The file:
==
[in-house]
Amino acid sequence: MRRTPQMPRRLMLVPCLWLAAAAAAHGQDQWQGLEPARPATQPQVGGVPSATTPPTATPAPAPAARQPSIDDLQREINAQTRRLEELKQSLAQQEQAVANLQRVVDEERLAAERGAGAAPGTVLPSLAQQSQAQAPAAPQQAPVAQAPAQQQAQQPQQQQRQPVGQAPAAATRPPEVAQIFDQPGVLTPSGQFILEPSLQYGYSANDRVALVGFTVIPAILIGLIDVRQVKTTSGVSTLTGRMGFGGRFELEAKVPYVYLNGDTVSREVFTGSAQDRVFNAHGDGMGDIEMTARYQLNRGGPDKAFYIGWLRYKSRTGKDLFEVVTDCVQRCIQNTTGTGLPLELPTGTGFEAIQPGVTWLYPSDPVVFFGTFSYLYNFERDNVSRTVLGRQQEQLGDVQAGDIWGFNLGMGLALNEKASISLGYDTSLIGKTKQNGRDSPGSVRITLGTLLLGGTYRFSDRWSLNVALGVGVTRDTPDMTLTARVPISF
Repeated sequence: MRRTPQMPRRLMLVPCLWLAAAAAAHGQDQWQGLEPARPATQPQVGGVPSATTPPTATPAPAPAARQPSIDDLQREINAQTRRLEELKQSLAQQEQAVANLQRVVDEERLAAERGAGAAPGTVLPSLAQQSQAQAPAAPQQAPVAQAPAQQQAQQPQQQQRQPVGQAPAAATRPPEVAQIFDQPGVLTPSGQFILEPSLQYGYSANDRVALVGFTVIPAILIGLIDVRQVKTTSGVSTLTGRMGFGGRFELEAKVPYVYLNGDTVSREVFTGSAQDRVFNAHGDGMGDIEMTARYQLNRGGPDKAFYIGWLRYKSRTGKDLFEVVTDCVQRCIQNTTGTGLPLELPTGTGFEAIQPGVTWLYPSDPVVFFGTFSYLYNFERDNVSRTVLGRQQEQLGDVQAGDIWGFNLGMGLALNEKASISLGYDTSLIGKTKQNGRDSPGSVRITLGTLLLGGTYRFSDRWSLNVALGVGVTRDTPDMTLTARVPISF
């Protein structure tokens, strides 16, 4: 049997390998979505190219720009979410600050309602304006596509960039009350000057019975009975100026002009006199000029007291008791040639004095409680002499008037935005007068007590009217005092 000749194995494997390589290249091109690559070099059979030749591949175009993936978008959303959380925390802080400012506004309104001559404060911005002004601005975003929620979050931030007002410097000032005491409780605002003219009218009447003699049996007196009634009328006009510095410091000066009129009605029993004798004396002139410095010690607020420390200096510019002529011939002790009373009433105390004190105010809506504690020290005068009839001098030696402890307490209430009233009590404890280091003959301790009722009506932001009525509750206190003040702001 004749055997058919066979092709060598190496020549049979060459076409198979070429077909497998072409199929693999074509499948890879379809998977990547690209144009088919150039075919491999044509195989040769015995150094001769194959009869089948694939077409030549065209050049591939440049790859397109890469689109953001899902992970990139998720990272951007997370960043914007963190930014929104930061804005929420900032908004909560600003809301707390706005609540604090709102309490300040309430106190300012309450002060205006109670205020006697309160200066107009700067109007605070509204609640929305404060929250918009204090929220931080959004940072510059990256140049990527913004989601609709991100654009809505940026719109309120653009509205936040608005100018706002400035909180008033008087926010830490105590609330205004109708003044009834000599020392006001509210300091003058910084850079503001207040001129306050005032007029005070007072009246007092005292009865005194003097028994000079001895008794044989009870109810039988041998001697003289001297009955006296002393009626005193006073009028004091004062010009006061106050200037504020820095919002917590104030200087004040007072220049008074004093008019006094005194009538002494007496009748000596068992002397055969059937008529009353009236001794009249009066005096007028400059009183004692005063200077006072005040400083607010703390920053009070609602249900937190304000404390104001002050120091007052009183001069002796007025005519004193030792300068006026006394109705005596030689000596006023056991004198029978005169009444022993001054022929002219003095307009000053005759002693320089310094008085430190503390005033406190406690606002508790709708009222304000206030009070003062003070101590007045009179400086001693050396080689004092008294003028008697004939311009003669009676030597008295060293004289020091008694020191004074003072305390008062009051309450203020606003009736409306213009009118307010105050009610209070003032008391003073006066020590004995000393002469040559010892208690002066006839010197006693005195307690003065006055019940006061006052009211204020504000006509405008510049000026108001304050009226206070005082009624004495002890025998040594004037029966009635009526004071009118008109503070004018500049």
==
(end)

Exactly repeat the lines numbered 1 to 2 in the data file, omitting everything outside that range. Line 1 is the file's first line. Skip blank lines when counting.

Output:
[in-house]
Amino acid sequence: MRRTPQMPRRLMLVPCLWLAAAAAAHGQDQWQGLEPARPATQPQVGGVPSATTPPTATPAPAPAARQPSIDDLQREINAQTRRLEELKQSLAQQEQAVANLQRVVDEERLAAERGAGAAPGTVLPSLAQQSQAQAPAAPQQAPVAQAPAQQQAQQPQQQQRQPVGQAPAAATRPPEVAQIFDQPGVLTPSGQFILEPSLQYGYSANDRVALVGFTVIPAILIGLIDVRQVKTTSGVSTLTGRMGFGGRFELEAKVPYVYLNGDTVSREVFTGSAQDRVFNAHGDGMGDIEMTARYQLNRGGPDKAFYIGWLRYKSRTGKDLFEVVTDCVQRCIQNTTGTGLPLELPTGTGFEAIQPGVTWLYPSDPVVFFGTFSYLYNFERDNVSRTVLGRQQEQLGDVQAGDIWGFNLGMGLALNEKASISLGYDTSLIGKTKQNGRDSPGSVRITLGTLLLGGTYRFSDRWSLNVALGVGVTRDTPDMTLTARVPISF